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Principle 7: Develop Towering Technical Competence in All Engineers

“We develop people and new products simultaneously using the Toyta way.”
Uchi Okamota, former Vice President, N.A. Body and Structures Engineering

To excel at the talent-driven business of product development, a company must have highly-skilled, capable, motivated people. Achieving a lean PD process with a precise and synchronized execution of a leveled flow means that everyone working on a PD program must do his or her job correctly and on time. To prevent disruption and ensure success a company must be willing to take major investments in the process of selecting and developing technical competence in all of its engineers. In a lean system, people learn best from a combination of direct experience and mentoring.

Speed in product development depends on “professional trust”. This professional trust has two elements:

  1. Integrity. People must have the intent to do what they say they will.
  2. Competence. They must be capable of doing it.

Professional trust defined by integrity and competence can only evolve over time. It is rooted in rigorous selection and training, and grows between professionals who consistently demonstrate battle-tested, reliable performance.

A philosophy for Hiring, Developing, and Retaining People

Towering technical competence begins with the system a company uses to hire, develop, and retain people. Many companies, unfortunately, do not have a system or philosophy that supports towering technical competence with any consistency.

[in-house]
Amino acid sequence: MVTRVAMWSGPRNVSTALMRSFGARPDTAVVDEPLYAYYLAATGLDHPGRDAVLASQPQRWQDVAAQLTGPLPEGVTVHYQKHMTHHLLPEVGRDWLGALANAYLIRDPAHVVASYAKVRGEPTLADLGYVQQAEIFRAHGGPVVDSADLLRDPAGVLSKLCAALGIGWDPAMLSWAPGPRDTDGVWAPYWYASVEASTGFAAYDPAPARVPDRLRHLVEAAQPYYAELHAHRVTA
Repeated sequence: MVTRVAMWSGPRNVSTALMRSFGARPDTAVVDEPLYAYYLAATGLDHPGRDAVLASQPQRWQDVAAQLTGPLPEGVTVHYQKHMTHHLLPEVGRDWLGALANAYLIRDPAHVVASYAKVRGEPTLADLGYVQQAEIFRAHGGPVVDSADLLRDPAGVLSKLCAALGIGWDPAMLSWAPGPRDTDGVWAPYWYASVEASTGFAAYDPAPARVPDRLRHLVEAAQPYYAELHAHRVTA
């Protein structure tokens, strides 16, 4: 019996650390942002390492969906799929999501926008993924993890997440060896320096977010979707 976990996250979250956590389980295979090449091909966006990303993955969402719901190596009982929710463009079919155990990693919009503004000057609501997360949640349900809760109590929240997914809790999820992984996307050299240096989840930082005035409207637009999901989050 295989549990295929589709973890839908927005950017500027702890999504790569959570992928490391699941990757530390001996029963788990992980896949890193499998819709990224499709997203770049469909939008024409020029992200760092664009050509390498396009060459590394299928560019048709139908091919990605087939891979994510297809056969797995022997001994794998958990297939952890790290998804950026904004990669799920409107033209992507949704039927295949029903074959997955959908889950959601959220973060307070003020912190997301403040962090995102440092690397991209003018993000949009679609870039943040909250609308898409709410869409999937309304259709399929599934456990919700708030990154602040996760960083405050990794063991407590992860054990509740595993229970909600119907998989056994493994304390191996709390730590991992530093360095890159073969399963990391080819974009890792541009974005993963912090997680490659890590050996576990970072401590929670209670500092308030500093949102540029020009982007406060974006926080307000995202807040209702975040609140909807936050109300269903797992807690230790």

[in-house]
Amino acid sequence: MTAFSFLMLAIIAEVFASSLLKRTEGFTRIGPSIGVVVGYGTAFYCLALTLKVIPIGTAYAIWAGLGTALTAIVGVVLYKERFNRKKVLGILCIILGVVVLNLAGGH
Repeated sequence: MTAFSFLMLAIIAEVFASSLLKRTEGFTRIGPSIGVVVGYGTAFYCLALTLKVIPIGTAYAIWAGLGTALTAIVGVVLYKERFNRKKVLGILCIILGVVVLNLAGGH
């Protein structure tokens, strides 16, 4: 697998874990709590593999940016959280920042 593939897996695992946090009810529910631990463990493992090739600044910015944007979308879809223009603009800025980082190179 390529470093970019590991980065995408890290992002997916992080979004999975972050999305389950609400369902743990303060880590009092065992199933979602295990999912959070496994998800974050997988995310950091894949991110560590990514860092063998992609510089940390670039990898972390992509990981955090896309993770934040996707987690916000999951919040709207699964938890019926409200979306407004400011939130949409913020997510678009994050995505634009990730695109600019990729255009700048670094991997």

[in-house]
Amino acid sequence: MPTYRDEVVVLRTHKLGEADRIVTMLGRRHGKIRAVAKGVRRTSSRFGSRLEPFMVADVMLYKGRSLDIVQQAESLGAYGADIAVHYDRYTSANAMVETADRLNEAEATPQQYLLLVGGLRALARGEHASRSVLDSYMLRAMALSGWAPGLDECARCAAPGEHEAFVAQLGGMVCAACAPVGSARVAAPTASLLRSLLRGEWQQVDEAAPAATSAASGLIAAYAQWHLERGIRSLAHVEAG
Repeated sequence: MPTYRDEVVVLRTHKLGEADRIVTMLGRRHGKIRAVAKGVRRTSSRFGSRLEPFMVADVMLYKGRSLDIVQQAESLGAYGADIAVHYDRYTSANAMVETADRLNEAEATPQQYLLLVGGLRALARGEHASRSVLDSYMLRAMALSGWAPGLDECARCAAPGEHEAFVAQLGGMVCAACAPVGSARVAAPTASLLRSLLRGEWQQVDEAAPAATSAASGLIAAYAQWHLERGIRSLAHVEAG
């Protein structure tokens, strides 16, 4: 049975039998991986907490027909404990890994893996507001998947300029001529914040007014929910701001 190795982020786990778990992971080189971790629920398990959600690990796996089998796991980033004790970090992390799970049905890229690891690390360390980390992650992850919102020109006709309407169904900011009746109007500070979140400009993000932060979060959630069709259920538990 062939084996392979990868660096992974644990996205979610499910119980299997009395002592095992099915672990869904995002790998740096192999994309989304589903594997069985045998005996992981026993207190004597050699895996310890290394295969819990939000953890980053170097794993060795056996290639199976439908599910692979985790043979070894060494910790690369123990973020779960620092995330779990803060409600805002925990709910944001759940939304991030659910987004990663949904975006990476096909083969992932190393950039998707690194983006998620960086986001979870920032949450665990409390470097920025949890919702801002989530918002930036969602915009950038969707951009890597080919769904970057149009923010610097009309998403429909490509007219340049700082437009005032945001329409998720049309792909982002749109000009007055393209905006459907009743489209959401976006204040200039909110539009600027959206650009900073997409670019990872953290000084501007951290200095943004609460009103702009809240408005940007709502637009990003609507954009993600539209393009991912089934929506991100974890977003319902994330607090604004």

A lean PD people system is a meritocracy and organized into a technical hierarchy created by developing and rewarding technical achievement. At Toyota, the career paths of all newly recruited engineers consist of practical hands-on work that develops deep technical competence.

How a company identifies its core competencies and values strongly influences its training and development practices. Hiring and training practices also create and influence the organizational culture (or value system) needed to sustain a lean PD system.

Developing People at Toyota

It needs the be clearly understood that creating a lean PD system entails not only adopting lean tools and a commitment to making the organization lean but also a change of philosophy about the way things get done. Developing people is fundamental to the manager’s job. All managers view the performance of their teams as a direct reflection of their own ability. It is personal.

Hiring at Toyota

Hiring is centralized, and engineers are typically hired in large groups that form a sort of freshman class each year. Toyota’s new engineering hires graduate at the top of their class in grades, but that is not the only criteria considered during the hiring process. Listed below are some key characteristics they look for in a new hire:

  • Love of autos and technical work
  • Technical capability
  • Creative problem-solving ability (thinking outside the box)
  • Teamwork (nemawashi, cooperate, share information)
  • Ability to “grasp situation” quickly, thoroughly, and at a detailed level (what to look for, questions to ask, know what you need to know)
  • Ability to communicate a situation succinctly
  • Discipline to work consistently to a time schedule
  • Motivation to work on targets
  • Dedication to craft and company (e.g., willingness to work hours needed to get job done)

Training and Development at Toyota